Case Study
Volume 50, Issue 8, August 2021

An elderly woman’s limp: Obturator hernia as a rare cause of small bowel obstruction

Jason Diab    Sarit Badiani    Angelina Di Re    Christophe R Berney   
doi: 10.31128/AJGP-07-20-5544   |    Download article
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An independent, underweight (body mass index [BMI] =14.5 kg/m2) woman aged 83 years presented to the general practice with a one-day history of worsening left lower quadrant pain, difficulty mobilising and vomiting without abdominal distension. She had no history of falls or trauma but had increasing pain on walking that now required a walking stick. She had a past medical history of asthma. There was no surgical history. She lived with her family and previously mobilised independently. Clinically, her observations were all within normal limits. However, she had left groin tenderness exacerbated with extension of the hip, scant bowel sounds and hypoaesthesia of the anteromedial aspect of her thigh. There was no palpable inguinal lump, pelvic bone tenderness, pain on rotation of the hip or bruising noted in the abdomen or lower limb.

Question 1

What differential diagnosis should be considered?

Answer 1

The differential diagnosis can be broadly considered as pelvic and lower limb pathology. One should initially exclude any underlying trauma that may suggest pathological lower limb fractures or a metabolic origin with minimal trauma.  Serious considerations should exclude hip pathology (neck of femur fractures), irreducible groin hernia (inguinal direct or indirect, femoral) or aneurysms. Other differentials to consider include lymphadenopathy, urinary tract infection, gastroenteritis, appendicitis, diverticulitis, inflammatory bowel disease, bowel obstruction (even in a virgin abdomen due to congenital bands or Meckel’s diverticulum), lumbar disc pathology and testicular disorders (in males).

Case continued

The patient was sent to the emergency department for further investigations given her increasing pain. Biochemical markers revealed normal full blood examination and electrolytes. A venous blood gas analysis showed a slightly elevated lactate level of 1.33 mmol/L (reference range 0.3–1.3 mmol/L). A pelvic X-ray did not demonstrate any fractures, and a chest X-ray was unremarkable. A supine and erect abdominal X-ray showed dilated small bowel loops with air fluid levels. Urgent surgical review was coordinated, and an oral and intravenous contrast-enhanced computed tomography (CT) scan rapidly followed (Figure 1). The CT confirmed a small bowel obstruction secondary to an incarcerated left obturator hernia. All the patient’s observations remained within normal limits, but pain continued to increase with time. The patient subsequently underwent laparoscopic repair of the obturator hernia with no bowel resection, and she made an uncomplicated recovery.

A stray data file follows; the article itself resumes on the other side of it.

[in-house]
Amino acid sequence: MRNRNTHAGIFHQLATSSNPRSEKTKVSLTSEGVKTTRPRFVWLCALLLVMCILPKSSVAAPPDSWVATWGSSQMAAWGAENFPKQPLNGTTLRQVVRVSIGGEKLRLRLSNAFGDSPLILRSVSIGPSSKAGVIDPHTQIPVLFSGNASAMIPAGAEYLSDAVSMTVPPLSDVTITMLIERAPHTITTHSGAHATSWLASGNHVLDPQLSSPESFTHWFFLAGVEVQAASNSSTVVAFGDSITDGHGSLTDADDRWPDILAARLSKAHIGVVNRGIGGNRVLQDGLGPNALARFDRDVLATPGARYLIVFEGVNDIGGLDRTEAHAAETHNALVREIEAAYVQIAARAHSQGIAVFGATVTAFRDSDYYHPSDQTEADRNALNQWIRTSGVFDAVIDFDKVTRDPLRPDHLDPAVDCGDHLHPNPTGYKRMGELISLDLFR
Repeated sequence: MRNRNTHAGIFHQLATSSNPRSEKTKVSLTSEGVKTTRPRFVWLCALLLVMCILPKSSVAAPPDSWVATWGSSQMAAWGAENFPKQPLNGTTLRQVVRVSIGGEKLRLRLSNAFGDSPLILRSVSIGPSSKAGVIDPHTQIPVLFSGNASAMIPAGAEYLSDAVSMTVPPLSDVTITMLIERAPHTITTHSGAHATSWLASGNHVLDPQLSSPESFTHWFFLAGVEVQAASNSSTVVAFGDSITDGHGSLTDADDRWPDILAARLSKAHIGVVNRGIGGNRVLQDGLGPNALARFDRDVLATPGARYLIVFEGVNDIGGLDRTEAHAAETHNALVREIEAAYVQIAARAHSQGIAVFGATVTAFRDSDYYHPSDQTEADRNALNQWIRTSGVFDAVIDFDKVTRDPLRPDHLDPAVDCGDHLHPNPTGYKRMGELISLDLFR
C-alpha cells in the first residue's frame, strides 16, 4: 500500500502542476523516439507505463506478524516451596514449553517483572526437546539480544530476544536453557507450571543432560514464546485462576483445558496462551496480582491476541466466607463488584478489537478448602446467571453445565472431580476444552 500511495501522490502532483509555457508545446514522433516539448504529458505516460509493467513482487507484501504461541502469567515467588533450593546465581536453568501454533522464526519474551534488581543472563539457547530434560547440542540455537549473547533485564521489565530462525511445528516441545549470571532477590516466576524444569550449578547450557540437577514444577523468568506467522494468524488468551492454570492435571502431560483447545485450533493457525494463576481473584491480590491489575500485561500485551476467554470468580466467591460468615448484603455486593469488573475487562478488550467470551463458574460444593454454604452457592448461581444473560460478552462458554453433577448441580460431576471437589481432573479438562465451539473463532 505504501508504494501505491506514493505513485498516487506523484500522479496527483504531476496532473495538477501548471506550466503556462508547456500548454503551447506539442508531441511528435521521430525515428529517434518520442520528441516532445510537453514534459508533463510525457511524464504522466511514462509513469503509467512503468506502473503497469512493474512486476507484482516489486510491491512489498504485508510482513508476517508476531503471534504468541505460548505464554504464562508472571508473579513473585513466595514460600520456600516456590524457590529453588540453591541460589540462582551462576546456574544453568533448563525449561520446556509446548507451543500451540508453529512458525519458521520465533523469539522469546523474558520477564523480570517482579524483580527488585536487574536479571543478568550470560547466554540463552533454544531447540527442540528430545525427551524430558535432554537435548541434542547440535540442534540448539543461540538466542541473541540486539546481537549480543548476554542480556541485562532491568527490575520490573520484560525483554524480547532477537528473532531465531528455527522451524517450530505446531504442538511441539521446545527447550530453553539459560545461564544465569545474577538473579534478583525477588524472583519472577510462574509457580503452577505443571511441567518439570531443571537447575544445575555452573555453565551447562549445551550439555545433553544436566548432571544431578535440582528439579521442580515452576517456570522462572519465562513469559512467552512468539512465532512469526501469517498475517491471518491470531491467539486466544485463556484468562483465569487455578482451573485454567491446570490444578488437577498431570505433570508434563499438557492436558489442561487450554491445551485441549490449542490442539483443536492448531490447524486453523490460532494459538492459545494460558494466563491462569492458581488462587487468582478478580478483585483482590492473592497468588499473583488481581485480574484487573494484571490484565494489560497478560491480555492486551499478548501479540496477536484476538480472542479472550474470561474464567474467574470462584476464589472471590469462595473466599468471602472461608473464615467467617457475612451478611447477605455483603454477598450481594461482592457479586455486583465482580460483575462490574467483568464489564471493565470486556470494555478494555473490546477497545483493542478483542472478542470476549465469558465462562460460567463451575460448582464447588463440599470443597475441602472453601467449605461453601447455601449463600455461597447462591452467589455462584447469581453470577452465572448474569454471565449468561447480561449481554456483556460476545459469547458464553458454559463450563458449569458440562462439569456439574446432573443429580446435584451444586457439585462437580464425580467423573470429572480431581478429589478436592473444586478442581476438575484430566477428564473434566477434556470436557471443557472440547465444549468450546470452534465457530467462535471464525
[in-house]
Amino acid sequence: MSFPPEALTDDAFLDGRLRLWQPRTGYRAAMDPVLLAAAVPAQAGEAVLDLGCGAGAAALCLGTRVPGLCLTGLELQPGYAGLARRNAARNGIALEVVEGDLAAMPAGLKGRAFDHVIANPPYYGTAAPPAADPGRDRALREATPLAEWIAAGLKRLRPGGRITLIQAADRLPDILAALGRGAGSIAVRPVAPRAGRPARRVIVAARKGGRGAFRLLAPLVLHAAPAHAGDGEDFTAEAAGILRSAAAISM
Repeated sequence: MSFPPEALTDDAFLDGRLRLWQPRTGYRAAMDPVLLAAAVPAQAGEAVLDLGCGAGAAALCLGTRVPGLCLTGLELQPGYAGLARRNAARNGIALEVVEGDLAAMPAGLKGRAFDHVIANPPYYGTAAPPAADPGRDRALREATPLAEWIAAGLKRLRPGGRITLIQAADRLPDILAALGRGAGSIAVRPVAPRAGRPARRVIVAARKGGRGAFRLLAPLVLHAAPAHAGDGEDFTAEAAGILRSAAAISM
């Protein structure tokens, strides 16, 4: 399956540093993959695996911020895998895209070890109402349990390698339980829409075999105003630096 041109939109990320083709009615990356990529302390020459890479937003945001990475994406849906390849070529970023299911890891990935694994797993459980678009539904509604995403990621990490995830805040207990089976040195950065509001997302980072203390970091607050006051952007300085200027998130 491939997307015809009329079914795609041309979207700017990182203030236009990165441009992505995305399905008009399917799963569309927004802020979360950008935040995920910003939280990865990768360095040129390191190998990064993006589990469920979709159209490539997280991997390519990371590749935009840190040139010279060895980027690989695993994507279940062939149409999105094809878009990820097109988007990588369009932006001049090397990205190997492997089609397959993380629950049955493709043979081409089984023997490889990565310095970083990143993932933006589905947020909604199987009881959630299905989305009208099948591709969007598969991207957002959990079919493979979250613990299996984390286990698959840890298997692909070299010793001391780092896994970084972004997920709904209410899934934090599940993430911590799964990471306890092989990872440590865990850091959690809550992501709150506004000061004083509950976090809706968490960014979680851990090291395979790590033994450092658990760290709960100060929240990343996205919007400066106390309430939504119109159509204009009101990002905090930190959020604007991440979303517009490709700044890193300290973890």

Figure 1. Computed tomography scans demonstrating small bowel obstruction secondary to a left sided incarcerated obturator hernia (arrows).  A. Coronal view; B. Sagittal view; C. Axial view

Figure 1. Computed tomography scans demonstrating small bowel obstruction secondary to a left‑sided incarcerated obturator hernia (arrows)

A. Coronal view; B. Sagittal view; C. Axial view

Question 2

What is the natural history and aetiology of an obturator hernia?

Question 3

How is this condition diagnosed?

Question 4

What is the appropriate management of this condition?

Question 5

What is the prognosis for this condition?

Answer 2

An obturator hernia is a rare clinical condition of the pelvic floor, generally unpalpable (occult), that accounts for approximately 1% of all hernias. The most common presentation in almost 90% of cases is intestinal obstruction of unknown cause in an elderly, underweight (BMI ≤18.5 kg/m2) woman with no earlier abdominal operations.1 An obturator hernia occurs when loss of the protective tissue of the obturator canal allows extraperitoneal tissue or intra-abdominal content to course from the pelvis to the proximal inner thigh. The obturator foramen lies inferior to the pelvic acetabulum, superiorly bound by the superior pubic ramus and inferiorly by ramus of ischium. It contains the obturator nerve, artery and vein surrounded by a fat cushion.2